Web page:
Kanshudo Component Builder
Draw a component:
Type a component or its name:
Choose from a list:
Change component list
By default the Component Builder shows the most common Joyo kanji components (ie, components which are themselves Joyo kanji, or which are used in at least 3 other Joyo kanji). Select an alternative set of components below.

For details of all components and their English names, see the Component collections.
Kanshudo Component Builder Help
For detailed instructions, see the Component builder how to guide.
To find any kanji, first try to identify the components it is made up of. Once you have identified any component, search for it in any of three ways:
  1. Draw it in the drawing area
  2. Type the name in the text area
  3. Look for it in the list
Example: look up 漢
  • Notice that 漢 is made of several components: 氵 艹 口 夫
  • Draw any of these components (one at a time) in the drawing area, and select it when you see it
  • Alternatively, look for a component in the list. 氵 艹 口 each have three strokes; 夫 has four strokes
  • If you know the meanings of the components, type any of them in the text area: water (氵), grass (艹), mouth (口) or husband (夫)
  • Keep adding components until you can see your kanji in the list of matches that appears near the top.
Kanshudo Component Builder Drawing Help
The Kanshudo Component Builder can recognize any of the 416 components listed in the chart below the drawing area. Tips:
  • Draw a component in the center of the area, as large as you can
  • Try to draw the component as it appears in the kanji you're looking up
  • Don't worry about stroke order or number of strokes
  • Don't draw more than one component at a time
Not finding your component?
If you believe you've drawn your component correctly but the system is not recognizing it, please:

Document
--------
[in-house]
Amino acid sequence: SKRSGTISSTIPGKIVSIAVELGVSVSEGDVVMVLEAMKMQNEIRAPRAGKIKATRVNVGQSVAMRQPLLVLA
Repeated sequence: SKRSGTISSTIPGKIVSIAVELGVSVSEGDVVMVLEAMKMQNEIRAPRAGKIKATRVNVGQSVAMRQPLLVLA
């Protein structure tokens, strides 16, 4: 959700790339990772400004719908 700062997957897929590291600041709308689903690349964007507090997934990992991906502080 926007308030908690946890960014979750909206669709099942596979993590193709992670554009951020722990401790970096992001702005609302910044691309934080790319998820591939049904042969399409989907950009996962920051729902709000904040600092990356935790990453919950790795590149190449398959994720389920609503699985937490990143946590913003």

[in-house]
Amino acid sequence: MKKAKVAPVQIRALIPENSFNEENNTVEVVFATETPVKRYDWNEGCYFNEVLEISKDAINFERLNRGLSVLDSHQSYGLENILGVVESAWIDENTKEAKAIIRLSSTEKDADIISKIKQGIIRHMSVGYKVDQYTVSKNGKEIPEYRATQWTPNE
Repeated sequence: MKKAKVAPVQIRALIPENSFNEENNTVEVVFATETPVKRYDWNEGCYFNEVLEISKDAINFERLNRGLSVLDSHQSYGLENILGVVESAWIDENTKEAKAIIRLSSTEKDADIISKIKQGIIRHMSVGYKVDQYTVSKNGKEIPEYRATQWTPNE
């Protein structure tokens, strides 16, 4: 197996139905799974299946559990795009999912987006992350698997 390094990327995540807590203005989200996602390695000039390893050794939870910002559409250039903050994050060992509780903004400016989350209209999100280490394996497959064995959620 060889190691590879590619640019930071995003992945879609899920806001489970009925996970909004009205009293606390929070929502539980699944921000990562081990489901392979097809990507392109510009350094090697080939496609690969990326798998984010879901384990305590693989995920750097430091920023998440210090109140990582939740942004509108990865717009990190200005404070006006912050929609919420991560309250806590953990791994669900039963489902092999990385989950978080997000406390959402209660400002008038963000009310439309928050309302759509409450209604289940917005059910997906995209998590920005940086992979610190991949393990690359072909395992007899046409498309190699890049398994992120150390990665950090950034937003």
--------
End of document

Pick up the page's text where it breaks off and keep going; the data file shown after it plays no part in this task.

Let us know!

Point of interest: ごえん: 五円 and 御縁

ごえん: 五円 and 御縁 - luck, money and love!
With the advent of electronic money, and the steady impact of inflation, the
(five yen coin) may have a finite shelf life, but for the last few decades it has been ubiquitous. One of the reasons is that, in addition to representing the smallest useful sum of money, the five yen coin carries additional significance, as a result of the different kanji that can be used to represent the sounds 'go' and 'en'.
When referring to money, we use the word,
(five yen). However, ごえん is also the reading of the word 御縁, which means 'fortune' or 'luck' (it is also common to see this as ご縁). As a result, when visiting a temple to make an お
(offering), it is very common to use a five yen coin, accompanied with the words ご縁がありますように(wishing for luck).
The kanji 縁 means 'affinity', and it is often used in the context of relationships. So the word ご縁 also carries a slightly different meaning - the idea of a relationship with someone. As a result, giving someone a five yen coin is a neat way of saying ご縁がありますように to that person - meaning 'wishing for a good relationship'.

Kanji used in this point of interest

ゴ   いつ-    いつ five   
エン    circle, yen   まる round   
ギョク   たま jewel   
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ゴ   ギョ   honorific prefix   おん-    
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エン   affinity; edge   ふち edge, hem, brim   
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サイ   dice; temple visit
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セン   ぜに money, coins   
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